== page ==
Section 6: Timeline of Significant Cases from the “Separate But Equal” Policy



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The Supreme Court held that the University of Texas Law School must admit an African- American student, Heman Sweatt. The University of Texas Law School was far superior in its offerings and resources to the separate Black law school, which had been hastily established in a downtown basement.

The Supreme Court reversed a lower court decision, saying that the separate school failed to qualify, both because of quantitative differences in facilities and intangible factors, such as its isolation from most of the future lawyers with whom its graduates would interact.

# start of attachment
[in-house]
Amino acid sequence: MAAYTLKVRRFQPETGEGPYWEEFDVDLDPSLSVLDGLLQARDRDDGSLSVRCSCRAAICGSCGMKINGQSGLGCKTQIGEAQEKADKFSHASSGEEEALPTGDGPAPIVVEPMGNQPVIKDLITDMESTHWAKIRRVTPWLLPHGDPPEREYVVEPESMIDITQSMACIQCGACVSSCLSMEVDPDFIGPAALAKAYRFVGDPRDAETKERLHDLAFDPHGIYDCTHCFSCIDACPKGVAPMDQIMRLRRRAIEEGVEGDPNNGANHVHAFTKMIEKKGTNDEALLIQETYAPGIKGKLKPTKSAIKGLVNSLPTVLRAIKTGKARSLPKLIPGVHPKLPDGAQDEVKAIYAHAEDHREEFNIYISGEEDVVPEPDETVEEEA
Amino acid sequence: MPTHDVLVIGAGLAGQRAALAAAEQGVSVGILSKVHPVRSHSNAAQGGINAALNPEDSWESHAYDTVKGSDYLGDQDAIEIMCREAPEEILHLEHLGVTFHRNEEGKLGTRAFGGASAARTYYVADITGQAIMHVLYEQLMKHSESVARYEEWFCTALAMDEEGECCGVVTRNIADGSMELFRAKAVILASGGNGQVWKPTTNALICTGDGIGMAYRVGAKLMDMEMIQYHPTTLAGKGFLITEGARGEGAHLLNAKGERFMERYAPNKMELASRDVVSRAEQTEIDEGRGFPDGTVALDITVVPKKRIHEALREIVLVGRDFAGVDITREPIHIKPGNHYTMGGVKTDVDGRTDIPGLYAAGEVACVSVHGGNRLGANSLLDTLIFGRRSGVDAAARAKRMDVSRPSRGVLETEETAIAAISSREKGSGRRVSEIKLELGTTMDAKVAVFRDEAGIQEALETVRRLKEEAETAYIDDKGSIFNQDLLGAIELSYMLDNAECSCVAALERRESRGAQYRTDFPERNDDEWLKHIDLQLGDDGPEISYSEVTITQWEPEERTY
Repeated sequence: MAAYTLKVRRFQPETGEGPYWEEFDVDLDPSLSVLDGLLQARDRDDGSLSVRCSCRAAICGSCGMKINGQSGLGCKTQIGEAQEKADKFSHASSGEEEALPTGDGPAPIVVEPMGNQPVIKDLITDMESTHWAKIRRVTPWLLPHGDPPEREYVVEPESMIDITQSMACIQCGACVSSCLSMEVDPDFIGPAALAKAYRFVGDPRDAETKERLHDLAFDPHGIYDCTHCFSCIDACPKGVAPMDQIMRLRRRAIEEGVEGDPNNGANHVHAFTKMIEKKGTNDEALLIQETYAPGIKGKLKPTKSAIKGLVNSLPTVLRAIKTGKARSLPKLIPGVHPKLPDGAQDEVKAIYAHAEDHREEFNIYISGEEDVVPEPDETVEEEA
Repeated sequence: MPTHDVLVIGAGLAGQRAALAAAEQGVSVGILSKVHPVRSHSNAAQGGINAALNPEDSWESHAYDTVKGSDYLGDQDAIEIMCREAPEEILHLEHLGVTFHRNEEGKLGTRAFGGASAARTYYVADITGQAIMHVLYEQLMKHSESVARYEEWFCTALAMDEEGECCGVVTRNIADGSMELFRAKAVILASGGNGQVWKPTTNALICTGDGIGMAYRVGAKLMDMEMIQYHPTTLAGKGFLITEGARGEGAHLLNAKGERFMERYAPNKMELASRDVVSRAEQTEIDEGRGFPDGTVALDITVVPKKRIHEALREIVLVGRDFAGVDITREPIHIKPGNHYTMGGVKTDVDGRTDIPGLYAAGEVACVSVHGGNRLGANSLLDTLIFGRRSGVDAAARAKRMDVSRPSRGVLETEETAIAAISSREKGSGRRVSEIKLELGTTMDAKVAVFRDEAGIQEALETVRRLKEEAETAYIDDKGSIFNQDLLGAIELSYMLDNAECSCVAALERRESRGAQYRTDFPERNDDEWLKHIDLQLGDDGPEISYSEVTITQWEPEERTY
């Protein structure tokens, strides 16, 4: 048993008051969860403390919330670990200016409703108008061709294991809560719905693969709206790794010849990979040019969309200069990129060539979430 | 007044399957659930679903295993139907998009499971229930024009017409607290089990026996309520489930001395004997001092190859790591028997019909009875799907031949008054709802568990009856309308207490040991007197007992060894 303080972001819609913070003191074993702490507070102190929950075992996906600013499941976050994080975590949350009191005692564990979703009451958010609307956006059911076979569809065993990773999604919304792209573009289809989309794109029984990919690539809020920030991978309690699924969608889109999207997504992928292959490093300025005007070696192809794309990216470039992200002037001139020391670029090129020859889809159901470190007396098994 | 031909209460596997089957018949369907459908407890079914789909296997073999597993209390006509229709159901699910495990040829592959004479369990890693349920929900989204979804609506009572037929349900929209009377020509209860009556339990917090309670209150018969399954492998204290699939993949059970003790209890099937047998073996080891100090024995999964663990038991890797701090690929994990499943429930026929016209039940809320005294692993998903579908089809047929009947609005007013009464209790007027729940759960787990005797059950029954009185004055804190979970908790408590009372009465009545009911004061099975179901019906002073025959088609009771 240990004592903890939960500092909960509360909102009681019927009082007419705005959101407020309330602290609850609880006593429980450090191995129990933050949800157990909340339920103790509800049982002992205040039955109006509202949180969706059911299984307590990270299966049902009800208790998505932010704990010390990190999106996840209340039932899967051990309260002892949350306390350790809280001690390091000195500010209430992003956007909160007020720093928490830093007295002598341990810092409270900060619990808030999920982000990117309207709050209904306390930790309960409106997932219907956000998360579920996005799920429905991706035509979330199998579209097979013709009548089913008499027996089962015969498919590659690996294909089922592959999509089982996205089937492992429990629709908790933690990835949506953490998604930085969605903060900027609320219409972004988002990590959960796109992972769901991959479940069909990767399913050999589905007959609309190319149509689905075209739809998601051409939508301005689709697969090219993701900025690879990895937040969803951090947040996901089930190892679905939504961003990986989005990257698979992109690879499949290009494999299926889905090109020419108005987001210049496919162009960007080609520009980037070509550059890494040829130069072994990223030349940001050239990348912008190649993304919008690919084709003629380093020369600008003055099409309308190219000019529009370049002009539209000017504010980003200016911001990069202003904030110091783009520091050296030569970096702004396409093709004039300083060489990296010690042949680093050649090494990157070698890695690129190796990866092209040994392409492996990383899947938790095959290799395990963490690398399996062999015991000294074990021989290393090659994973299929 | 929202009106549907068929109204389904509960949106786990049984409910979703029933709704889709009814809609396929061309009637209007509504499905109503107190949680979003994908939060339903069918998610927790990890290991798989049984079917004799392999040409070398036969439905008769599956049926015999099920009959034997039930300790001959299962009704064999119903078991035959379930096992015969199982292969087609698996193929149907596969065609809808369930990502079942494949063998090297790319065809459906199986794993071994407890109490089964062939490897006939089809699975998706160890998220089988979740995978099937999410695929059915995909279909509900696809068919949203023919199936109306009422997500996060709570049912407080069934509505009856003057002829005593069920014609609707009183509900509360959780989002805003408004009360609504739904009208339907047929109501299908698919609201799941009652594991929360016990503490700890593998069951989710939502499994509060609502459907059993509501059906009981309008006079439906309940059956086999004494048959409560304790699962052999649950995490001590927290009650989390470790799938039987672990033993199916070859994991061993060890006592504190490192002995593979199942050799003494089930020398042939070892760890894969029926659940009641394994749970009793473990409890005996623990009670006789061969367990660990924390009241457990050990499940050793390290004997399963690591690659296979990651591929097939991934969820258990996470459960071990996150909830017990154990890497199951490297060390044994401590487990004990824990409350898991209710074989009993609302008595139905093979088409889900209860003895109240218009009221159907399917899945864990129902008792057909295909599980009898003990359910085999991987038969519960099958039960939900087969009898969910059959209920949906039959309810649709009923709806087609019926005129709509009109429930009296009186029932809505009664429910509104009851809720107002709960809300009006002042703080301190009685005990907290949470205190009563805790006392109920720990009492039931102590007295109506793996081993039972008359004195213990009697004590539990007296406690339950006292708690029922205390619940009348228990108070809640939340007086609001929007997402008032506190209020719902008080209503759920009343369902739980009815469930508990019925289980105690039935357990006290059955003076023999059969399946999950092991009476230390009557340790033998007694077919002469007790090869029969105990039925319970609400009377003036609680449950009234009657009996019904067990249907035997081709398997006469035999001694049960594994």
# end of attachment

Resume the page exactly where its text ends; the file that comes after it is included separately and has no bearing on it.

Significance: The Supreme Court held that Texas failed to prove separate but equal education, prefiguring the future opinion in Brown that “separate but equal is inherently unequal.” The court held that, when considering graduate education, intangibles must be considered as part of “substantive equality.”